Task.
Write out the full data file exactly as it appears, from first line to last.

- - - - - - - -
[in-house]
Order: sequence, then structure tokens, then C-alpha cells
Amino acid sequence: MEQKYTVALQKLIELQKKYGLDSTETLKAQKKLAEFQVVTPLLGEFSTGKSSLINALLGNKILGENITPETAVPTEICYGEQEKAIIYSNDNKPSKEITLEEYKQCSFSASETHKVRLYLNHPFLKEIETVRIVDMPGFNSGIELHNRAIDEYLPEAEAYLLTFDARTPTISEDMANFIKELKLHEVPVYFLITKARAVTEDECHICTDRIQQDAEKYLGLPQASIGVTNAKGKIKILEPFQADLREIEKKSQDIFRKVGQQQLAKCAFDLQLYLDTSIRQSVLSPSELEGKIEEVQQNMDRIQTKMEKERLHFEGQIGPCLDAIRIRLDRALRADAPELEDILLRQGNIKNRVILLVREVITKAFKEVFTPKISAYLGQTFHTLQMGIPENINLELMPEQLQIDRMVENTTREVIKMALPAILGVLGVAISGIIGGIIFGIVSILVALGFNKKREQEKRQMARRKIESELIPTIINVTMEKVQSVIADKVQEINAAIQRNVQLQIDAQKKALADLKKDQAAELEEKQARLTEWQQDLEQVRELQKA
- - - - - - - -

[in-house]
Order: sequence, then structure tokens, then C-alpha cells
Amino acid sequence: MEQKYTVALQKLIELQKKYGLDSTETLKAQKKLAEFQVVTPLLGEFSTGKSSLINALLGNKILGENITPETAVPTEICYGEQEKAIIYSNDNKPSKEITLEEYKQCSFSASETHKVRLYLNHPFLKEIETVRIVDMPGFNSGIELHNRAIDEYLPEAEAYLLTFDARTPTISEDMANFIKELKLHEVPVYFLITKARAVTEDECHICTDRIQQDAEKYLGLPQASIGVTNAKGKIKILEPFQADLREIEKKSQDIFRKVGQQQLAKCAFDLQLYLDTSIRQSVLSPSELEGKIEEVQQNMDRIQTKMEKERLHFEGQIGPCLDAIRIRLDRALRADAPELEDILLRQGNIKNRVILLVREVITKAFKEVFTPKISAYLGQTFHTLQMGIPENINLELMPEQLQIDRMVENTTREVIKMALPAILGVLGVAISGIIGGIIFGIVSILVALGFNKKREQEKRQMARRKIESELIPTIINVTMEKVQSVIADKVQEINAAIQRNVQLQIDAQKKALADLKKDQAAELEEKQARLTEWQQDLEQVRELQKA